The Viking invasion was not as massive as the Anglo-Saxon one

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Recent research indicates that the invaders who had the worst impact on England were the Anglo-Saxons, rather than the Vikings, as it is widely thought.

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7 thoughts on “The Viking invasion was not as massive as the Anglo-Saxon one

    1. Admittedly, my own scope of ancient European history is only in its infancy. I’ve read a great deal of books, however, I’ve only just had the revelation that it is important to study a multitude of subject matter alongside counterparts…for instance, I’m deep into Norse, Anglo-Saxon, Germanic, Celtic, Visigoth, Roman and Greek history books…whilst grasping Proto-Indo-European artifacts and evidence and learning about the great migration that seems to have run concurrent with the embryonic stage of the Early European Farmers… absolutely fascinating material…

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      1. There are much, much worse things to read into. No matter what course I plot in my little rudderless ship of metaphors, it always comes back to nagging questions of origins and their frustrating interpretability. I suppose I shouldn’t gripe, the variance of beliefs one can develop around such quasi-tangible outlets has occupied me for… a while, anyway. There are likely many arenas in which one man can be of many minds, but perhaps I don’t find them as interesting. Do you know of the podcast Brute Norse? I don’t have any reason to believe he’s of our milieux, this Eirik Storlesund (whose name I have almost certainly misspelled) however his work is anthropological and philological, moreover quite interesting. He’s covered a plethora of topics that might speak to your range of interests from the perspective of what he is calling Scandifuturism.

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      2. Scandifuturism that’s something I’ve got to check out! Eirik Storlesund I am going to give a listen this evening…it gives me comfort on how you classified “origins and their frustrating interpretability” – BULLSEYE !!!🐸🙋.. these are my exact sentiments!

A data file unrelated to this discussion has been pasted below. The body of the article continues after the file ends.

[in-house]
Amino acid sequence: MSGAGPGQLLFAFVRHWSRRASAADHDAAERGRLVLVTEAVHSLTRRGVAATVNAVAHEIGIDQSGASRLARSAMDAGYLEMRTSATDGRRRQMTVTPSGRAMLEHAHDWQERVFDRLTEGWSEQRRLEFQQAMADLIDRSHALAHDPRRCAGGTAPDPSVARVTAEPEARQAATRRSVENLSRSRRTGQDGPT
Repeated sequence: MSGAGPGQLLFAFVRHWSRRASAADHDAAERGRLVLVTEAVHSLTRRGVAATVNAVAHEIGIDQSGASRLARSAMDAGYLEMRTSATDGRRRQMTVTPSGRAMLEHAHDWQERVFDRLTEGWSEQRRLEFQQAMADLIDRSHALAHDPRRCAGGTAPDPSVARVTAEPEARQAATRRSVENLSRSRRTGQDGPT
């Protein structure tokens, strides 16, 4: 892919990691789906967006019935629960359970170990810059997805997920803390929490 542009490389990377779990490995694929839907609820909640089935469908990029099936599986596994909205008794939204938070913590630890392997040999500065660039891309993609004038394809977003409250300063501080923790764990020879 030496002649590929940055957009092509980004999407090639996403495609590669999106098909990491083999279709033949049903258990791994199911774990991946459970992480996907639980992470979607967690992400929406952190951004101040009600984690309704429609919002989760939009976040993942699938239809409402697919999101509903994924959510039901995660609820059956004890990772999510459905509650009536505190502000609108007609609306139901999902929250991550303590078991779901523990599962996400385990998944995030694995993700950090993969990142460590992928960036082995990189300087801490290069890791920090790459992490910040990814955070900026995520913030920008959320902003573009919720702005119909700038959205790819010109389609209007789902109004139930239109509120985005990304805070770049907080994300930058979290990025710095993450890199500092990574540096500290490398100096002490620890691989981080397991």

The linguistic crossover/descriptive interoperability of descriptions (I’m not sure I am using proper English myself now. …hahah…room is spinning man….) Yeah, the Neolithic, Mesolithic, Late Hunter Gatherers, Early European Farmers, then different eras during which these ancient Proto-Indo-European tribes made different types of pots and small instruments…let’s lot forget the famous “New Metallurgic Findings from the Pre-Pottery Neolithic Period”…haha taking the piss indeed -such low hanging fruit…

        It’s a real enjoyment discussing the wide array of subject matter and topics and general bantZ with gentlemen that share seemingly similar sentiments and worldviews in the political realm …there’s a comfort there…I appreciate you Seax as you as well as a few other down to Earth, well-read, well informed people out here in the WordPress platform….I’m learning alot…

        Cheers to you sir 🇬🇧📝🏴󠁧󠁢󠁥󠁮󠁧󠁿⚖️💡⚔️

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      3. I’m not a hundred percent onboard with any one thing… But what I like about this Scandifuturism business is the anticipatory applicability. It seeks not to revive the past, but connect the present to it while looking to shape the future. In an ethnographic way, even if not one suited to our political flavourings… But perhaps not one in full-scale opposition either… Likely room for debate. One of the points I take with Heathenry, and it is a small one, is that even while speaking of making good with the times there is an element of regression that often tends to seep in. A refusal to engage the contemporary, if you will. I suppose Christian denominations suffer suchlike. But I reckon too that’s why religion should be tempered with philosophy, to save one from becoming too stagnant.

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